While arguably not a truly ‘great’ album, this debut from Black Sabbath still has a few choice moments on it, and it’s a landmark in music history too.
I think it was about March last year, when I reviewed “Tommy”, that I pointed out one key fact about this list – the book is entitled “1001 Albums You Must Hear Before You Die”, and that doesn’t mean they’re necessarily the best, just the ones you MUST hear.
This one fits the latter camp. It’s not quantifiably a GREAT album. It was recorded in a single 12-hour session on a meagre budget. It’s short, rough and for much of the 40 minutes, disappointingly mundane, and it was a critical failure on its release. But, and this is a but Sir Mix-a-Lot would be proud of, this album deserves a blue plaque, because, on this album, heavy metal was born.
In the gloriously meta opening track (“Black Sabbath” from the album “Black Sabbath” by Black Sabbath), those first bars from Tony Iommi’s guitar come down hard, followed by our old buddy Ozzy’s ominous vocals. The lyrics, designed to scare, seem tame these days, but combined with that sonic canopy, they still sound nice and evil. And oh my word, does the riffing at the 4:30 mark sound fresh.
“Wizard” scales down the ominous, incorporating some blues harmonica, but the guitar keeps growling, and there’s some fine drum work going on too.
“Behind the Wall of Sleep” is a low point on the album, with an arguably archaic sixties vibe. On the other hand, the main riff sounds quite similar to their later “Iron Man”, so that’s nice.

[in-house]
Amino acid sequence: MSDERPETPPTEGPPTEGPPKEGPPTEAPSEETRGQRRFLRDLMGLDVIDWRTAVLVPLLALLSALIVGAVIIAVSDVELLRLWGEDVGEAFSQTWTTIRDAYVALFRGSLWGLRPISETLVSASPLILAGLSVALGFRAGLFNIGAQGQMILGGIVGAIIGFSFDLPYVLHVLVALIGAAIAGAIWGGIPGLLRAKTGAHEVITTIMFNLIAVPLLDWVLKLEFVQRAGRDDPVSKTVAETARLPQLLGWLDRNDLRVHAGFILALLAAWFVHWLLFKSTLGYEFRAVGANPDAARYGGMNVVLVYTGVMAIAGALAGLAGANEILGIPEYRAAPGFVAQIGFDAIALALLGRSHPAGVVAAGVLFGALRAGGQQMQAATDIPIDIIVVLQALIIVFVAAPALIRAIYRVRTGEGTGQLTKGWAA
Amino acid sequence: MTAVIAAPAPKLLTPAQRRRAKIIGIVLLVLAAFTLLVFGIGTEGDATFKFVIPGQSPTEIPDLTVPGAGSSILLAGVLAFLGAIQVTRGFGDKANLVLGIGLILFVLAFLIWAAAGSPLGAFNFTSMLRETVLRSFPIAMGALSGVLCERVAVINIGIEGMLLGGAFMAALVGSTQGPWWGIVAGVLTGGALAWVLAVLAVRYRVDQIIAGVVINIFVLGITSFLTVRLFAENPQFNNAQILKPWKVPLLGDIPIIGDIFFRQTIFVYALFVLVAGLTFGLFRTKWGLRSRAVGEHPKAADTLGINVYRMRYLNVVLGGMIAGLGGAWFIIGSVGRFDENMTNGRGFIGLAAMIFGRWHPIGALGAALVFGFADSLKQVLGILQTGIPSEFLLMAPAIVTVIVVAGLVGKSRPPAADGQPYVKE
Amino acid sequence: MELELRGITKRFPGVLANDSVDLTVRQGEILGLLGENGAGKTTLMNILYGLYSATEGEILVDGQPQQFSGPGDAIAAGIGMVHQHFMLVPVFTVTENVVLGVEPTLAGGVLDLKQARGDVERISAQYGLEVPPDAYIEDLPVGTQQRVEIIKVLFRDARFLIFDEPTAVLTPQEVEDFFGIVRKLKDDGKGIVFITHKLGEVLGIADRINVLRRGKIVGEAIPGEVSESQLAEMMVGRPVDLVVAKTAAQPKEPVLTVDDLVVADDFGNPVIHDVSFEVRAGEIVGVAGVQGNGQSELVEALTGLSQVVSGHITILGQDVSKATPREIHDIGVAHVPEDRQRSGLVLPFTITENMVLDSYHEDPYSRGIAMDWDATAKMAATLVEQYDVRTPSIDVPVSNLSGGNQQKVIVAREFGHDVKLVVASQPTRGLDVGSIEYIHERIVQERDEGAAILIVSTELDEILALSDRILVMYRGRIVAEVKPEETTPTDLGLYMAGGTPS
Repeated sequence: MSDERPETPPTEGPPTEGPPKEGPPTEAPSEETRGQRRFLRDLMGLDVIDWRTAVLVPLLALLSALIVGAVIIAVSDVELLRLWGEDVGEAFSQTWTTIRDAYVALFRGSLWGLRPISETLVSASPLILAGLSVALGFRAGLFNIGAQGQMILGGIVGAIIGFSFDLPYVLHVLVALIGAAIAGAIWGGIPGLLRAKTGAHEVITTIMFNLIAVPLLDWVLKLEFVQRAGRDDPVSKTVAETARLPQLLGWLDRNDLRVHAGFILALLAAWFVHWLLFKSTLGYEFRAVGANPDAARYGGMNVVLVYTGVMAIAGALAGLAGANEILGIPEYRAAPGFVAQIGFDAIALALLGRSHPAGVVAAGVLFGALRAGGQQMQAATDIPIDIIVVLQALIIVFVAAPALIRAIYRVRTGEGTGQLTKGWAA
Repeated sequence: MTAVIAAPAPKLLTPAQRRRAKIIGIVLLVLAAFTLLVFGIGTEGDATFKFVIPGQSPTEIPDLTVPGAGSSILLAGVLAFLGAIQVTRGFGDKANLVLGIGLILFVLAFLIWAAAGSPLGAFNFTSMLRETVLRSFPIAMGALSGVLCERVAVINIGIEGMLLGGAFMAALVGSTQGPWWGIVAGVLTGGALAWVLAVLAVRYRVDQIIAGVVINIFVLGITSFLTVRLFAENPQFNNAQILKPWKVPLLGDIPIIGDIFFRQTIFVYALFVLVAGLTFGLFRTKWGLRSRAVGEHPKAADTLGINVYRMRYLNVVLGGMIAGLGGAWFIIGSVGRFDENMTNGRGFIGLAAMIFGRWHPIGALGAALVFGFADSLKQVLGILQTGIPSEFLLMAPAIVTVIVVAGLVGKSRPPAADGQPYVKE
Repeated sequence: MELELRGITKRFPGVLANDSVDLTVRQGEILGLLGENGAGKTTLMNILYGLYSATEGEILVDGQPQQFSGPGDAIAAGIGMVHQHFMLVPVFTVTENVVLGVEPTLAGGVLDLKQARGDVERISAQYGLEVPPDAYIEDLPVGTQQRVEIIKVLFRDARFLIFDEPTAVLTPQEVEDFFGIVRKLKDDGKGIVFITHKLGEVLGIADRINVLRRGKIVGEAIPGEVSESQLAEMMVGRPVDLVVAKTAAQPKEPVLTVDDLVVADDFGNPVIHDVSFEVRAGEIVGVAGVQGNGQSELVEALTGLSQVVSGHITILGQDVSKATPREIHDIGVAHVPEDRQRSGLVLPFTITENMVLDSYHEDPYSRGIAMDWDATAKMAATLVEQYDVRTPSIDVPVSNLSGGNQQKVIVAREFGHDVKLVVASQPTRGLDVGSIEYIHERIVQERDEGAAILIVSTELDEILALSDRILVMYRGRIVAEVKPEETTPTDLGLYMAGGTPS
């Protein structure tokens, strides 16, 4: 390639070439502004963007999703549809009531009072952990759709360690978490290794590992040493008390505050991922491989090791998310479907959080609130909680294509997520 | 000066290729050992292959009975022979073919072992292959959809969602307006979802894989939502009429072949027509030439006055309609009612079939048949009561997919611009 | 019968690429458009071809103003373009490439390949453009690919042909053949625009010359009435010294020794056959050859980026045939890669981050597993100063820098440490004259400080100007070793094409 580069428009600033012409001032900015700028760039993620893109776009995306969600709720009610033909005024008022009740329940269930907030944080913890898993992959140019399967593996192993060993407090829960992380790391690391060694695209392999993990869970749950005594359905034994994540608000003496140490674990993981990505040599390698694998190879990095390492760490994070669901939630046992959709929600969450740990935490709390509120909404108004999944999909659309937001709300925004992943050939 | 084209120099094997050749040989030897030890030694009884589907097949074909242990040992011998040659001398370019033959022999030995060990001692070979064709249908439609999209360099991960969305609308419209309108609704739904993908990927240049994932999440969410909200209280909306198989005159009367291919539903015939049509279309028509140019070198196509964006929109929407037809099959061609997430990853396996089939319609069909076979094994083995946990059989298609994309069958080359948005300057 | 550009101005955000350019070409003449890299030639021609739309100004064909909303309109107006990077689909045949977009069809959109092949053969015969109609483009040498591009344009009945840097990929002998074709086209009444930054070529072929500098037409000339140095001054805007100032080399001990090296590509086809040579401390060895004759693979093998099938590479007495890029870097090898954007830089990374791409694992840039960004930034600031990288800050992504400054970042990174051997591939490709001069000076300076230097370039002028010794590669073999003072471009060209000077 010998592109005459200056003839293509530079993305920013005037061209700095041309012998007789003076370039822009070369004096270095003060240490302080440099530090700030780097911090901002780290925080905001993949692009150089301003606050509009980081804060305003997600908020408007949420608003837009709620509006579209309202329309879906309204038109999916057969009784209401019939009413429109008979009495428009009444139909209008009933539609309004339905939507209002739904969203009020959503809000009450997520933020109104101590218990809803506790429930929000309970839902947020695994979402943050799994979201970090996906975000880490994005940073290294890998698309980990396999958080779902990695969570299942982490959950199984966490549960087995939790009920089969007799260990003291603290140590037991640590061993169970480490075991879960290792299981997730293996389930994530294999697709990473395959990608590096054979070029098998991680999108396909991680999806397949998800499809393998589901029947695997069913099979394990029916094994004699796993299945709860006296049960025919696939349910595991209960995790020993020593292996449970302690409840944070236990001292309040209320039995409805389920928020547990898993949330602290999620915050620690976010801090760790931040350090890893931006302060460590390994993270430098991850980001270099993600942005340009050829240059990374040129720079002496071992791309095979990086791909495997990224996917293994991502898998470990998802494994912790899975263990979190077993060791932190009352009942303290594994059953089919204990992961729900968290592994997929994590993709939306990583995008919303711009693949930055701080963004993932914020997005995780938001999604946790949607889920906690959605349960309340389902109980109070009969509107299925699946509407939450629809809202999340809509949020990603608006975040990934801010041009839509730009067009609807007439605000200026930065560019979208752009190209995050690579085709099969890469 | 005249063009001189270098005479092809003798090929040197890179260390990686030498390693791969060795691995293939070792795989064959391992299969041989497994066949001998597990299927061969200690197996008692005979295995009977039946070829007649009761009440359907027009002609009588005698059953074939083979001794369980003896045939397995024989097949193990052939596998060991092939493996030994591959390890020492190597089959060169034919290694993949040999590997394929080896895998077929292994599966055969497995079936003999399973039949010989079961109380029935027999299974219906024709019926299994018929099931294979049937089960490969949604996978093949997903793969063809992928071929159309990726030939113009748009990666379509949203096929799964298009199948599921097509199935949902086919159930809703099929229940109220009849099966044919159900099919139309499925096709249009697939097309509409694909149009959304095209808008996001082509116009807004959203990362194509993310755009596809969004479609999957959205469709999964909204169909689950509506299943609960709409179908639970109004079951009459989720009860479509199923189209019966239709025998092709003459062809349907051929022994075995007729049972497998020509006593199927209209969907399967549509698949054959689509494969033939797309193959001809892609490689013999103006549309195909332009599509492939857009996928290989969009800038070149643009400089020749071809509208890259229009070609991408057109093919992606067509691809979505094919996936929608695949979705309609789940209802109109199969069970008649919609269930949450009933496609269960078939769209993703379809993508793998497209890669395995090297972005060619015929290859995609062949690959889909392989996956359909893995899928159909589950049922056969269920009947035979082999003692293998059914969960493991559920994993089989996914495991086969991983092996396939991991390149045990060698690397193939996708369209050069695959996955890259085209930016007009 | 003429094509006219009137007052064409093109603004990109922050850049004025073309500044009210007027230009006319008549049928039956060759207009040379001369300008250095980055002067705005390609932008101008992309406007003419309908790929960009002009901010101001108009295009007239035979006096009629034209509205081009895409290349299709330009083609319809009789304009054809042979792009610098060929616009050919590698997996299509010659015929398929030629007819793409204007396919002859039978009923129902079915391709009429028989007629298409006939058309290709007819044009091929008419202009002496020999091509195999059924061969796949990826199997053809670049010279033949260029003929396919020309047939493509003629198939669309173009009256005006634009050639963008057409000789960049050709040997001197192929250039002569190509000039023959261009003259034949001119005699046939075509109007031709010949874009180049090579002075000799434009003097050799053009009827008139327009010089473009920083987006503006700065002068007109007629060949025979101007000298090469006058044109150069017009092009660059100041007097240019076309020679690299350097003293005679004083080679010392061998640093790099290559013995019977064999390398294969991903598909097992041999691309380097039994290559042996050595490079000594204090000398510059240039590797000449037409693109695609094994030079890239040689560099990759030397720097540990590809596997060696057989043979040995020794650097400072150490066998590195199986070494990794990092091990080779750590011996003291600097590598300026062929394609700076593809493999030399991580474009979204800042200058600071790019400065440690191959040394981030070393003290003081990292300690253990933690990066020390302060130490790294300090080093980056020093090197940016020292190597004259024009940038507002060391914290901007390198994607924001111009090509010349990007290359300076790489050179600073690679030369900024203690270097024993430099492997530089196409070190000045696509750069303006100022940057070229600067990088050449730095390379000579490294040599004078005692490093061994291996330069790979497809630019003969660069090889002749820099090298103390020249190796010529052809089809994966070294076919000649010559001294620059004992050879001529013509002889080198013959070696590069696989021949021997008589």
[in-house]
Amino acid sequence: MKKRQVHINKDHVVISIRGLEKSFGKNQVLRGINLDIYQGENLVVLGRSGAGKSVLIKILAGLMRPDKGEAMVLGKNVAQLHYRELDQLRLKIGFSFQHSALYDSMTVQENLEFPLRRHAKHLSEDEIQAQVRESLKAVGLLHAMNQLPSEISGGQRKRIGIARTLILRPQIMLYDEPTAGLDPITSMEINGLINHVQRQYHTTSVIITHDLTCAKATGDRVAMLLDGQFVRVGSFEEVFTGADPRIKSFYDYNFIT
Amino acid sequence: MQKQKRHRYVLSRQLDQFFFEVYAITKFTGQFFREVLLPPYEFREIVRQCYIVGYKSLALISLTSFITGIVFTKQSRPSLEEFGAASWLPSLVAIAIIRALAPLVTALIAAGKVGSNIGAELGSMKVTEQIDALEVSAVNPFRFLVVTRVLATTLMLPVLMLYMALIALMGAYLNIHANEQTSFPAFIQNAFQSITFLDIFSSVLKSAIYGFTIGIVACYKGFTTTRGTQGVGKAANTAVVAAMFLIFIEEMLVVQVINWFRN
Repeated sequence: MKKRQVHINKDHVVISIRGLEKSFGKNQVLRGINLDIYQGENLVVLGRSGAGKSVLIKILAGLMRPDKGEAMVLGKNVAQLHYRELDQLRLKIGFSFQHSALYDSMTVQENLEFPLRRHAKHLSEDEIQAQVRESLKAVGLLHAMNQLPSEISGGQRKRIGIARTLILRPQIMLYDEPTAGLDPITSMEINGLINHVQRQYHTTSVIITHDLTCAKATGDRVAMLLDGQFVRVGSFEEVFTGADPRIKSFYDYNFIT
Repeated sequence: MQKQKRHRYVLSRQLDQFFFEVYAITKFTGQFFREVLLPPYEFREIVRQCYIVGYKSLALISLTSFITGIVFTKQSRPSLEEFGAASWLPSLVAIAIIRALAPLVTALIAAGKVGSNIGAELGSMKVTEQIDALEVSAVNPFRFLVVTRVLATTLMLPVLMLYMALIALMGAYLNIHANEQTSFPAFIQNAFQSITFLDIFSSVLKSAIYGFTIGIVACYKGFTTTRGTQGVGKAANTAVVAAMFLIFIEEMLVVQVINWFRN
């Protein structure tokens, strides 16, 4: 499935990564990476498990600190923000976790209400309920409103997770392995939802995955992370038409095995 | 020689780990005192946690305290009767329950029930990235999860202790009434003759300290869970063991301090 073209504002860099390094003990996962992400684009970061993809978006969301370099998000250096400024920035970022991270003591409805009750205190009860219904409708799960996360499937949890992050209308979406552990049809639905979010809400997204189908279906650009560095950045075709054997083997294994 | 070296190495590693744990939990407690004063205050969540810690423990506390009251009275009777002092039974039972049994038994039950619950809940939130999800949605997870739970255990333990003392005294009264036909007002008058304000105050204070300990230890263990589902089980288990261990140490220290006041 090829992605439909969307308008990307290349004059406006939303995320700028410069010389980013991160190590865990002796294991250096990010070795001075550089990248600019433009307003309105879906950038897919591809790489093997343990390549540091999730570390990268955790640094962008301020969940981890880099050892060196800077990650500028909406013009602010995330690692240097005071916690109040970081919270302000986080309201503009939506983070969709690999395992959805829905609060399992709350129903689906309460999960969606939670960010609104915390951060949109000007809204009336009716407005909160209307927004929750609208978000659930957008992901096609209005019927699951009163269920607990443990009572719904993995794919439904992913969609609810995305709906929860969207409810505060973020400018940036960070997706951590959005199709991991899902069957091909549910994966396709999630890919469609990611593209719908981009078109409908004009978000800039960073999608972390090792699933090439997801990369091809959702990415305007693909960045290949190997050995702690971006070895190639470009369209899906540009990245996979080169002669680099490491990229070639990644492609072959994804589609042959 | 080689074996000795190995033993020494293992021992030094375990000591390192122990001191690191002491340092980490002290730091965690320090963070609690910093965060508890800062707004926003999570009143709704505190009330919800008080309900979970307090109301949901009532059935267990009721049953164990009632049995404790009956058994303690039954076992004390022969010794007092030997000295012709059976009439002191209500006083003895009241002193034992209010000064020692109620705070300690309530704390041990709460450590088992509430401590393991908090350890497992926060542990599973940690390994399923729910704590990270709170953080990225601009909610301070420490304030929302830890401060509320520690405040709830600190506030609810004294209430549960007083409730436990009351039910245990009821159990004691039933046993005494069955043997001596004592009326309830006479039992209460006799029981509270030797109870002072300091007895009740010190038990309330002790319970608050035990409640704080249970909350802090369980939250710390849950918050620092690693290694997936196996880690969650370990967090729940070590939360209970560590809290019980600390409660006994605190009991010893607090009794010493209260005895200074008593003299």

“N.I.B.” is probably the best-known track from the album, and one that they went on to soar with in their live shows. Rumoured to be an abbreviation for “Nativity in Black”, it was later revealed to be named after Bill Ward’s goatee. It’s a guitar-heavy first person narrative from Lucifer, with a riff that’s been described as “the raucous defiling of Cream”.
“Evil Woman” was a cover of a track from Minneapolis band Crow, and it’s more a blues rock track than genuine metal. It was released as Sabbath’s first single, which is slightly disappointing as it doesn’t really represent the sound of the album. There’s even a crude fade-out at the end of the track that just doesn’t belong.
Despite opening bars that sound just like Metallica’s “Unforgiven” and a nice drum solo, “Sleeping Village” is mostly nothing to write home about, but the album closer, the epic “The Warning”, most certainly is.
It’s a track with more conventional “woman-done-me-wrong” lyrics than the more pagan mischief from the rest of the album, but for the whole of it’s 10 and a half minutes, it’s a sonic resume of what guitarist Tony Iommi and drummer Bill Ward could do, and it’s quite a magnificent closer to the album. There’s more than a nod to the blues-rock from the likes of Cream and John Mayall in here, but the sound is truly Sabbath’s own, with the promise of many great things to come.
Tony Iommi famously lost the tips of his middle fingers in an industrial accident, leading him to detune his guitar to make chords easier, and it’s widely suggested that the distinctive dark sound that that created was the nucleus of heavy metal. Certainly, at the 8-minute mark in “The Warning” the guitar sounds like nothing that went before and opened up some great ideas.
There’s no doubt that Black Sabbath were pioneers of the genre, and there’s enough great music to redeem Ozzy from his missus’s later X-Factored crimes against music. There are better metal albums out there, sure, but this is a growling, abrasive little belter that has a lot of history about it. Certainly worth 40 minutes of your time.